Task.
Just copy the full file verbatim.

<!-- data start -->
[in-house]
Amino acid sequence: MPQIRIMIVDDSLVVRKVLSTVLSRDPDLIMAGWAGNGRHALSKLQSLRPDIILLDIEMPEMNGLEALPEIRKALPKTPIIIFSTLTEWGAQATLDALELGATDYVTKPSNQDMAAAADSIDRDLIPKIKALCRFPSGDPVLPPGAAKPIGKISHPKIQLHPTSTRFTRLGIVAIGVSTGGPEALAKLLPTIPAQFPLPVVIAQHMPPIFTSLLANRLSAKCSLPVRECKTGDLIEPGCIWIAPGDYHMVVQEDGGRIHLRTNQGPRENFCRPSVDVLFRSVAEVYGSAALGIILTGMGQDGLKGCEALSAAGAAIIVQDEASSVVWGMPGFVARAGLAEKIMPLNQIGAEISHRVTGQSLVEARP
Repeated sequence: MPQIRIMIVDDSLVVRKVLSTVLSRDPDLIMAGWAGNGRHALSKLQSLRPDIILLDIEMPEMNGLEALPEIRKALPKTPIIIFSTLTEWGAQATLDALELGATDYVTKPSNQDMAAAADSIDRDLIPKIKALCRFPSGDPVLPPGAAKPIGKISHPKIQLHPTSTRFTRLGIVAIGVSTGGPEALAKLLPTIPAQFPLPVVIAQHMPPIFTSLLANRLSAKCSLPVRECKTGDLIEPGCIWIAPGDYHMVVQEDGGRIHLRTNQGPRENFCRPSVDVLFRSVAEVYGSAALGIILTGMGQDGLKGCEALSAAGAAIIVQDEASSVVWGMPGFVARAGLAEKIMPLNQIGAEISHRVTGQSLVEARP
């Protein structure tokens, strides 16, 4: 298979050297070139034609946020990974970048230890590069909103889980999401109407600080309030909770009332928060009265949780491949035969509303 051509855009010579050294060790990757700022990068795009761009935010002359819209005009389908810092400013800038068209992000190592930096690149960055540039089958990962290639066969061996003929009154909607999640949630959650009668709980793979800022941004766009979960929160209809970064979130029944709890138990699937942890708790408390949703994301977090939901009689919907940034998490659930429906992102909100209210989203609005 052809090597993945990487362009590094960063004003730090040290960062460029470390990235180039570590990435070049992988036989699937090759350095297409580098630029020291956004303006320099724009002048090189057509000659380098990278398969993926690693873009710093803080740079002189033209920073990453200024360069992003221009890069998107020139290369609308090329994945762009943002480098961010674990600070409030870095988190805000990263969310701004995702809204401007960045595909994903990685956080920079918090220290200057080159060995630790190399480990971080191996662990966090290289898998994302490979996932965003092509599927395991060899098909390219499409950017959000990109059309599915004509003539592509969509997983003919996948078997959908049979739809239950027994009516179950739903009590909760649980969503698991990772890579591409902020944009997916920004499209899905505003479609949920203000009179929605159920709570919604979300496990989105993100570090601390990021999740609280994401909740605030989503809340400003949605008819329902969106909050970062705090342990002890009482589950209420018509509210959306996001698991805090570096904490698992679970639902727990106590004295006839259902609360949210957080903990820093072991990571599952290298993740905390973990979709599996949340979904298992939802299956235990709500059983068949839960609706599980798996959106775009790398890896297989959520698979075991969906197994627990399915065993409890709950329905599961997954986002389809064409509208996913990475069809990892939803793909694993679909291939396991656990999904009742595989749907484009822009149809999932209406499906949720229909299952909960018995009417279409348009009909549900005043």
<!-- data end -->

[in-house]
Amino acid sequence: MPQIRIMIVDDSLVVRKVLSTVLSRDPDLIMAGWAGNGRHALSKLQSLRPDIILLDIEMPEMNGLEALPEIRKALPKTPIIIFSTLTEWGAQATLDALELGATDYVTKPSNQDMAAAADSIDRDLIPKIKALCRFPSGDPVLPPGAAKPIGKISHPKIQLHPTSTRFTRLGIVAIGVSTGGPEALAKLLPTIPAQFPLPVVIAQHMPPIFTSLLANRLSAKCSLPVRECKTGDLIEPGCIWIAPGDYHMVVQEDGGRIHLRTNQGPRENFCRPSVDVLFRSVAEVYGSAALGIILTGMGQDGLKGCEALSAAGAAIIVQDEASSVVWGMPGFVARAGLAEKIMPLNQIGAEISHRVTGQSLVEARP
Repeated sequence: MPQIRIMIVDDSLVVRKVLSTVLSRDPDLIMAGWAGNGRHALSKLQSLRPDIILLDIEMPEMNGLEALPEIRKALPKTPIIIFSTLTEWGAQATLDALELGATDYVTKPSNQDMAAAADSIDRDLIPKIKALCRFPSGDPVLPPGAAKPIGKISHPKIQLHPTSTRFTRLGIVAIGVSTGGPEALAKLLPTIPAQFPLPVVIAQHMPPIFTSLLANRLSAKCSLPVRECKTGDLIEPGCIWIAPGDYHMVVQEDGGRIHLRTNQGPRENFCRPSVDVLFRSVAEVYGSAALGIILTGMGQDGLKGCEALSAAGAAIIVQDEASSVVWGMPGFVARAGLAEKIMPLNQIGAEISHRVTGQSLVEARP
């Protein structure tokens, strides 16, 4: 298979050297070139034609946020990974970048230890590069909103889980999401109407600080309030909770009332928060009265949780491949035969509303 051509855009010579050294060790990757700022990068795009761009935010002359819209005009389908810092400013800038068209992000190592930096690149960055540039089958990962290639066969061996003929009154909607999640949630959650009668709980793979800022941004766009979960929160209809970064979130029944709890138990699937942890708790408390949703994301977090939901009689919907940034998490659930429906992102909100209210989203609005 052809090597993945990487362009590094960063004003730090040290960062460029470390990235180039570590990435070049992988036989699937090759350095297409580098630029020291956004303006320099724009002048090189057509000659380098990278398969993926690693873009710093803080740079002189033209920073990453200024360069992003221009890069998107020139290369609308090329994945762009943002480098961010674990600070409030870095988190805000990263969310701004995702809204401007960045595909994903990685956080920079918090220290200057080159060995630790190399480990971080191996662990966090290289898998994302490979996932965003092509599927395991060899098909390219499409950017959000990109059309599915004509003539592509969509997983003919996948078997959908049979739809239950027994009516179950739903009590909760649980969503698991990772890579591409902020944009997916920004499209899905505003479609949920203000009179929605159920709570919604979300496990989105993100570090601390990021999740609280994401909740605030989503809340400003949605008819329902969106909050970062705090342990002890009482589950209420018509509210959306996001698991805090570096904490698992679970639902727990106590004295006839259902609360949210957080903990820093072991990571599952290298993740905390973990979709599996949340979904298992939802299956235990709500059983068949839960609706599980798996959106775009790398890896297989959520698979075991969906197994627990399915065993409890709950329905599961997954986002389809064409509208996913990475069809990892939803793909694993679909291939396991656990999904009742595989749907484009822009149809999932209406499906949720229909299952909960018995009417279409348009009909549900005043």